U.S. college students must stay on top of numerous bills — including healthcare, housing, textbooks and tuition — so they can fully focus on their educational goals. Many depend on scholarships, loans or grants to pay these bills, and late disbursements of such payments can add frustration to students’ already stressful lives.
Myriad universities still use paper checks to send tuition or housing payments, despite the well-documented inefficiencies. Most students are from generations that are unlikely to use checks to manage their finances as well, and many pay their tuition or other academic expenses through ACH or debit cards — but only after they receive paper check disbursements from their colleges. Just 5 percent of millennial students paid their tuition with checks.
This confusing process — checks paid out via universities, deposited into students’ accounts, then finally transferred back to the schools through ACH or debit cards — has profound consequences for students. Check delays could prevent them from paying for housing, food or academic supplies, putting them behind academically and financially.
Universities may not be able to upgrade their disbursements processes to incorporate students’ preferred speed and flexibility, though. State and federal regulatory concerns keep outdated tools in circulation, and implementing new digital methods can be costly for smaller institutions stretched thin maintaining the rest of their campuses’ student services. Solving student disbursement frustrations is much more complex than it appears, but colleges must keep up with the changing payment atmosphere as other transactions go digital.
The check problem
Fifty-four percent of college students take on some debt to fund their educations, which on average cost $26,290 per year in 2019 for out-of-state institutions. Students are dealing with financial stresses before they even walk onto campus, and check-based fund disbursements can exacerbate these problems.
Academic institutions have similar disbursement processes, though they vary slightly when certifying loans or setting disbursement frequencies. Colleges complete loan certification — verifying that the funds are both necessary and heading to the right recipients — before disbursements are sent directly to these institutions. Refunds or money for housing and other expenses are then sent out via checks.
This is the last step in a process filled with stumbling blocks, but universities cannot entirely get rid of checks due to federal regulations meant to keep certain options available for students who do not have bank accounts or have other financial constraints preventing them from accepting digital payments. This does not necessarily explain why colleges still use checks for most disbursements, however.
Checks are an easy and familiar way to send out funds after combing through long, paperwork-based processes littered with tiny details — all of which need to be verified before money can be sent to recipients. The technology has been part of the disbursement process for decades, though its costs and inefficiencies have increased with time.
Checks’ cons have outweighed their pros for years, and today’s students are much less likely to put up with their frustrations. Universities will need to find ways to move forward to appease tech-savvy students and their budgetary constraints. They can ensure students have access to faster and more convenient digital options in addition to checks, for example, cutting down on processing costs and payment delays. Mobile tools are also emerging as potential ways to bring disbursements directly to students who are more attached to their smartphones than checkbooks.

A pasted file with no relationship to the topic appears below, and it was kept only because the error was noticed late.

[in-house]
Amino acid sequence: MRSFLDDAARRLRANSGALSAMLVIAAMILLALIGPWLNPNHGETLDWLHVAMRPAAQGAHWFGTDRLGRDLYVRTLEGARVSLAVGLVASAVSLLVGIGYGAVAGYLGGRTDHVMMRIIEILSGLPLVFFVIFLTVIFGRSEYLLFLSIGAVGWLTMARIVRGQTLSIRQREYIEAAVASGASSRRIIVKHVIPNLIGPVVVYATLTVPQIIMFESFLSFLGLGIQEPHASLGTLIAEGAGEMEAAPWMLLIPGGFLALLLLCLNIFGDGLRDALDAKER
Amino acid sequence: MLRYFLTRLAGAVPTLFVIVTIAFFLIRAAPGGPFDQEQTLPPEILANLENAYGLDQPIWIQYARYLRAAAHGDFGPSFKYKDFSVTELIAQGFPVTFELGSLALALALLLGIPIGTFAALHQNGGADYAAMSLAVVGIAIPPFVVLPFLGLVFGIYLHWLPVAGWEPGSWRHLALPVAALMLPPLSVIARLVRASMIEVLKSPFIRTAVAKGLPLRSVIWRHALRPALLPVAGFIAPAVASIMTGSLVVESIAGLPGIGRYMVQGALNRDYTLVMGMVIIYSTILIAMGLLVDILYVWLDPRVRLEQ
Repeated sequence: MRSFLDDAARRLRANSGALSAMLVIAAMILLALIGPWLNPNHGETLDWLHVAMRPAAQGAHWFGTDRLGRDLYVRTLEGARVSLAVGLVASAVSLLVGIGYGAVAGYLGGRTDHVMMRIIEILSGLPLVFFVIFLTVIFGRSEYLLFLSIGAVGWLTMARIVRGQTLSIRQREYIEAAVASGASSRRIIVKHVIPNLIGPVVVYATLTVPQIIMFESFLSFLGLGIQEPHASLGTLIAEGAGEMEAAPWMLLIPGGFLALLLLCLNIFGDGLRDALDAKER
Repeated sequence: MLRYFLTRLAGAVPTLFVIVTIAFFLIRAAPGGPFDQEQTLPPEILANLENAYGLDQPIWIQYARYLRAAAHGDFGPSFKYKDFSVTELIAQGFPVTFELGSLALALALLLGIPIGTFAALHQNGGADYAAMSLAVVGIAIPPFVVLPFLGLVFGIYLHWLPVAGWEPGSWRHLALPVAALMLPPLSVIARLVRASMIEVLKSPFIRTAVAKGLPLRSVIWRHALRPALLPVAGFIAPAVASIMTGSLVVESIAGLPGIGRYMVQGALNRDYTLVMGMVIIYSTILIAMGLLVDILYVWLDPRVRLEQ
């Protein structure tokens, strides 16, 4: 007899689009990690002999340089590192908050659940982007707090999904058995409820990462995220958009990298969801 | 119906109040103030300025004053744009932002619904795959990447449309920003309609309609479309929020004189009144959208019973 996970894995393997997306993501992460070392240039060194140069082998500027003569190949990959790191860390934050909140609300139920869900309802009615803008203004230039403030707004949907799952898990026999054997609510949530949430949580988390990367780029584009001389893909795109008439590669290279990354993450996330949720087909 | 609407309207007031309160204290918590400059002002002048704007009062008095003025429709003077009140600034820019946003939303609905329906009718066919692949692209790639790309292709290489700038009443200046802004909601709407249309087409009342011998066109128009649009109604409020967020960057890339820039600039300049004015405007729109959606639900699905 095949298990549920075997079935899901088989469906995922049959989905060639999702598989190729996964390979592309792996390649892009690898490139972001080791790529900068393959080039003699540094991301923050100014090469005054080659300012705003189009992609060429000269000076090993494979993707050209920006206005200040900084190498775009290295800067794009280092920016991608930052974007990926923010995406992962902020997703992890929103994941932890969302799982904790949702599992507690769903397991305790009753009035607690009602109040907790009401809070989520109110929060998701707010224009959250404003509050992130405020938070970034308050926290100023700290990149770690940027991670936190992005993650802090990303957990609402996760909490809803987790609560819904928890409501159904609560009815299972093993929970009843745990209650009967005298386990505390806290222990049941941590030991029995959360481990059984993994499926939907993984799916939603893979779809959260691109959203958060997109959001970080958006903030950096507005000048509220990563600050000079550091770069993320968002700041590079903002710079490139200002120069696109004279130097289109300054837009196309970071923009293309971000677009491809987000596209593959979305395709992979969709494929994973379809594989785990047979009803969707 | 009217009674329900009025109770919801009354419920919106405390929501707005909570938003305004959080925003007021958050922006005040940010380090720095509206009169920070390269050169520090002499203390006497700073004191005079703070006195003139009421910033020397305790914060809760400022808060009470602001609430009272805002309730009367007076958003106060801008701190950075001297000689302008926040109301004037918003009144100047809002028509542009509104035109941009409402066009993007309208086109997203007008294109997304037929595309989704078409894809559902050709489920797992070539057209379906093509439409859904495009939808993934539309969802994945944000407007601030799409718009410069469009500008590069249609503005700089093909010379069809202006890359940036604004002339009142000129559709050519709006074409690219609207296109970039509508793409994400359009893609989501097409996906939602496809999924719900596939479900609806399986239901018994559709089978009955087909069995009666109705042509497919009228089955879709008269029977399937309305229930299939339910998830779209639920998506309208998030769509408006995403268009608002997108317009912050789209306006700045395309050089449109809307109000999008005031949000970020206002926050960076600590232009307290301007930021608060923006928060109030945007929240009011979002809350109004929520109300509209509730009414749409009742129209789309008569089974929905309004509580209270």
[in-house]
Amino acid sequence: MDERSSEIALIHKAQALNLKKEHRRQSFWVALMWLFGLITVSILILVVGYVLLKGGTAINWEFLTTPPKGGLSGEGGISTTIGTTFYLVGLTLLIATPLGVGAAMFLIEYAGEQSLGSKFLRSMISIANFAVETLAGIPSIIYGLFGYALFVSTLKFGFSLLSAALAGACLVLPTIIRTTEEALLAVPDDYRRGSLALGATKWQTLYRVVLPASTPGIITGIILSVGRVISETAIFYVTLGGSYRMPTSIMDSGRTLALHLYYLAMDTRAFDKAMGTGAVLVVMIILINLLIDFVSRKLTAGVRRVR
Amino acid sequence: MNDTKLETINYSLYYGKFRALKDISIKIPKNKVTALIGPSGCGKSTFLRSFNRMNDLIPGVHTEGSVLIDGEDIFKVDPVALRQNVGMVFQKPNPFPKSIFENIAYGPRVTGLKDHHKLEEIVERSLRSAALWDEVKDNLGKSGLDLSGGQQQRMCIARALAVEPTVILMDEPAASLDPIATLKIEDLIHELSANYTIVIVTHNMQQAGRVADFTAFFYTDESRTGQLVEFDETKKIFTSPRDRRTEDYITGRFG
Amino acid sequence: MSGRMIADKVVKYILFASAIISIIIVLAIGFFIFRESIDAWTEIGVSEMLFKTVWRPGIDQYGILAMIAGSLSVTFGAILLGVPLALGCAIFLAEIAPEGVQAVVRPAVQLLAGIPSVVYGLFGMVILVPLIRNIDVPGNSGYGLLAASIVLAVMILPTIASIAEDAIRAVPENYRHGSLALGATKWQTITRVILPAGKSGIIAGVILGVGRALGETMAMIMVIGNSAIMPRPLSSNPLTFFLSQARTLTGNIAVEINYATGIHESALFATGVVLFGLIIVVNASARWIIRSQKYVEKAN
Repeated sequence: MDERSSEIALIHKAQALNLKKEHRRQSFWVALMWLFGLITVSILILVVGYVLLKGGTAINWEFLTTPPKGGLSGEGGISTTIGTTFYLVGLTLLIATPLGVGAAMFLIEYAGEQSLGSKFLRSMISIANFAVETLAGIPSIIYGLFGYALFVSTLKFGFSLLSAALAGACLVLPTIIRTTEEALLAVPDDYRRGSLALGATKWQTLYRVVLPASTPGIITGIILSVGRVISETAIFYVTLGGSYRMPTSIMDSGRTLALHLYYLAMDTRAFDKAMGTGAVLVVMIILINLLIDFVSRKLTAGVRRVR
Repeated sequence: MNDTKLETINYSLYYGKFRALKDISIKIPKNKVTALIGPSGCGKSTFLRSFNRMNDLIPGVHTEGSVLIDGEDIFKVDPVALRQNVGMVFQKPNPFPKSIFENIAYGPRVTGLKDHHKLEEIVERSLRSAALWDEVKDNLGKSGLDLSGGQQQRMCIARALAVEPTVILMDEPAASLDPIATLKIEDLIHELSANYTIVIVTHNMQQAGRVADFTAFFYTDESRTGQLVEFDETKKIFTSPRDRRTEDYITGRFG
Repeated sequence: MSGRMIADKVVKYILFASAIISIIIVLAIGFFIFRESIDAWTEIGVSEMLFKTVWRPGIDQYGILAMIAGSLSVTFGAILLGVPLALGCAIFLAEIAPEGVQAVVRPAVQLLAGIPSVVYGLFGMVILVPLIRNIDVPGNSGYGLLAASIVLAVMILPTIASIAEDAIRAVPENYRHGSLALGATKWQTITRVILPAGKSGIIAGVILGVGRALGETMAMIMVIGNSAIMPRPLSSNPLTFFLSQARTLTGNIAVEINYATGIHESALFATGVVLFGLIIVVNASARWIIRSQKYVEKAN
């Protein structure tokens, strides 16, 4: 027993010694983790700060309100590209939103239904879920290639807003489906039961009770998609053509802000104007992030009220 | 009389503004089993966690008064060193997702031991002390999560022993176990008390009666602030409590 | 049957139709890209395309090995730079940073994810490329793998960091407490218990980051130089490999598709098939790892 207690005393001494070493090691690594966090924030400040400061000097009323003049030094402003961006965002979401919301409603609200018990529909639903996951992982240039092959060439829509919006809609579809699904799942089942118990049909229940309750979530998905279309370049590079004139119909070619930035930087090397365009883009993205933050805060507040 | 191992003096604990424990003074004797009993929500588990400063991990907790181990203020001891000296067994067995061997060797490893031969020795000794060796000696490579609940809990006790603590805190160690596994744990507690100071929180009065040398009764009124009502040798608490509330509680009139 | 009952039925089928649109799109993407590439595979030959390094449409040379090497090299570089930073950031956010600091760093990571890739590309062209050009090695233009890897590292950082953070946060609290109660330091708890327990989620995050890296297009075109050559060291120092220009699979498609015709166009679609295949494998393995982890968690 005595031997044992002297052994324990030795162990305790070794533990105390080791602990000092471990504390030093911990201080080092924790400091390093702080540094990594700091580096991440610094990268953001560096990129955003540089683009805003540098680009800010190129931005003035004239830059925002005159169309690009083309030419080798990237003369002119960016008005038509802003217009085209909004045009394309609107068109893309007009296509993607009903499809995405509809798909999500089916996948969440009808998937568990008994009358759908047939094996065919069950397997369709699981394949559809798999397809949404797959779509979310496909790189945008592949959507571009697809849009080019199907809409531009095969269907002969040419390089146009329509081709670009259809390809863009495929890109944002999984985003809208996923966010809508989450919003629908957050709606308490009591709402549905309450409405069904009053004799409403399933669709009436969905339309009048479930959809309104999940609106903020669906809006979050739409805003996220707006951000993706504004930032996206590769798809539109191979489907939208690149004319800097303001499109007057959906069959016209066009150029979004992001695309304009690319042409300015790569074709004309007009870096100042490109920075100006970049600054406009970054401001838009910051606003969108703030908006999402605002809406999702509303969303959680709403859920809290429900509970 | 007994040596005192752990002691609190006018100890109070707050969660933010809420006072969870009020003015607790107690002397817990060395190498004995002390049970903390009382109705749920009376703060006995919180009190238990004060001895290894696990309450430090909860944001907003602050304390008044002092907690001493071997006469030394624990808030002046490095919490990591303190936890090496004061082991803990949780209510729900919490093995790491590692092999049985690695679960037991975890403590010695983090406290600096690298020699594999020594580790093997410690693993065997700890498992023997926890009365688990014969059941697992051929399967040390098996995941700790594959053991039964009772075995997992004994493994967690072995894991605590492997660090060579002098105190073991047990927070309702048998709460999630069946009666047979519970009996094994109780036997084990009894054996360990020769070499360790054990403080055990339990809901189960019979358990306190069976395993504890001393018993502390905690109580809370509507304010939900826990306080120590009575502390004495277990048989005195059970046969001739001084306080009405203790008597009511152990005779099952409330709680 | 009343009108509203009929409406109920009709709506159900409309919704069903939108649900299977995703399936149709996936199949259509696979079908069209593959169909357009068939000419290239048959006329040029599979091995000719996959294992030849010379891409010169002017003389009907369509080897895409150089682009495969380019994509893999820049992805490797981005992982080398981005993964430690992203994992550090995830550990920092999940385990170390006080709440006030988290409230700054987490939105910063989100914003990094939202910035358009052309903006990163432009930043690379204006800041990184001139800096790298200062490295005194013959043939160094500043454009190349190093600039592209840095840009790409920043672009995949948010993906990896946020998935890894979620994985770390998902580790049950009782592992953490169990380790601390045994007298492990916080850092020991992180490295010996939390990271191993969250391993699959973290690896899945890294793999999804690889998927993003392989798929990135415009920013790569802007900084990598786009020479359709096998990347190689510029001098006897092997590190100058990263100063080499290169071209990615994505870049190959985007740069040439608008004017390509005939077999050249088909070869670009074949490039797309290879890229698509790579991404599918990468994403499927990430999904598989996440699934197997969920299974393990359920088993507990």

Mobile disbursements as check alternatives
Younger consumers are more mobile-focused than previous generations, with many already banking and shopping via smart devices. Disbursing college funds to students’ phones would prevent them from having to repeatedly check postal mailboxes and wait for funds to clear in their bank accounts. It also grants assurance to lenders that want to ensure funds are spent correctly — something much more difficult to prove with checks.
Such disbursements are slowly filtering into schools, but early results are positive. Nearly 90 percent of students from the University of Arkansas and the University of Texas have elected to receive mobile disbursements since the offering became available in late 2018, for example. The popularity is unsurprising, given younger consumers’ mobile habits. What is surprising is that mobile and digital methods, like prepaid or digitally linked debit cards, remain experimental. Thirty-six American universities decided to support mobile payments through respective partnerships with one payment provider in 2018, but other academic institutions have yet to follow.
Checks will likely remain part of student disbursements for a while — at least until schools are able to make upgrades that would ease their cost and time burdens. Universities are already working with third-party providers on payment methods to replace checks, but these solutions may never fully oust legacy methods unless legal restrictions evolve. Academic institutions, students and regulators will need to work together to relieve the strain that paper checks cause.